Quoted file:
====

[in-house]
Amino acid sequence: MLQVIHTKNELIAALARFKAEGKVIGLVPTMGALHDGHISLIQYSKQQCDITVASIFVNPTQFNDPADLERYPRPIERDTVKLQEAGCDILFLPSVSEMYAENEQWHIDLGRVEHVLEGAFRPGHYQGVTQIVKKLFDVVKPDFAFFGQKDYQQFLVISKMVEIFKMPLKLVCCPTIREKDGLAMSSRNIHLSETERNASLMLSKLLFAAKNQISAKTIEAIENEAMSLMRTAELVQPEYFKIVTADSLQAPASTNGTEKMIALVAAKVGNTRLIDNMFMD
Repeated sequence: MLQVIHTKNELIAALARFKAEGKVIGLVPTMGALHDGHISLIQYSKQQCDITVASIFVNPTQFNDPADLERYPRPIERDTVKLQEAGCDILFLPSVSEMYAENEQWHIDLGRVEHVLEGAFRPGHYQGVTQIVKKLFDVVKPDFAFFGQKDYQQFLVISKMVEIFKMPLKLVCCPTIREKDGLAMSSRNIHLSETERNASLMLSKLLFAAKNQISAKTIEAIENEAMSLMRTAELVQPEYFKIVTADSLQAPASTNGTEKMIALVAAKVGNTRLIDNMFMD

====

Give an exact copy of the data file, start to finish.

[in-house]
Amino acid sequence: MLQVIHTKNELIAALARFKAEGKVIGLVPTMGALHDGHISLIQYSKQQCDITVASIFVNPTQFNDPADLERYPRPIERDTVKLQEAGCDILFLPSVSEMYAENEQWHIDLGRVEHVLEGAFRPGHYQGVTQIVKKLFDVVKPDFAFFGQKDYQQFLVISKMVEIFKMPLKLVCCPTIREKDGLAMSSRNIHLSETERNASLMLSKLLFAAKNQISAKTIEAIENEAMSLMRTAELVQPEYFKIVTADSLQAPASTNGTEKMIALVAAKVGNTRLIDNMFMD
Repeated sequence: MLQVIHTKNELIAALARFKAEGKVIGLVPTMGALHDGHISLIQYSKQQCDITVASIFVNPTQFNDPADLERYPRPIERDTVKLQEAGCDILFLPSVSEMYAENEQWHIDLGRVEHVLEGAFRPGHYQGVTQIVKKLFDVVKPDFAFFGQKDYQQFLVISKMVEIFKMPLKLVCCPTIREKDGLAMSSRNIHLSETERNASLMLSKLLFAAKNQISAKTIEAIENEAMSLMRTAELVQPEYFKIVTADSLQAPASTNGTEKMIALVAAKVGNTRLIDNMFMD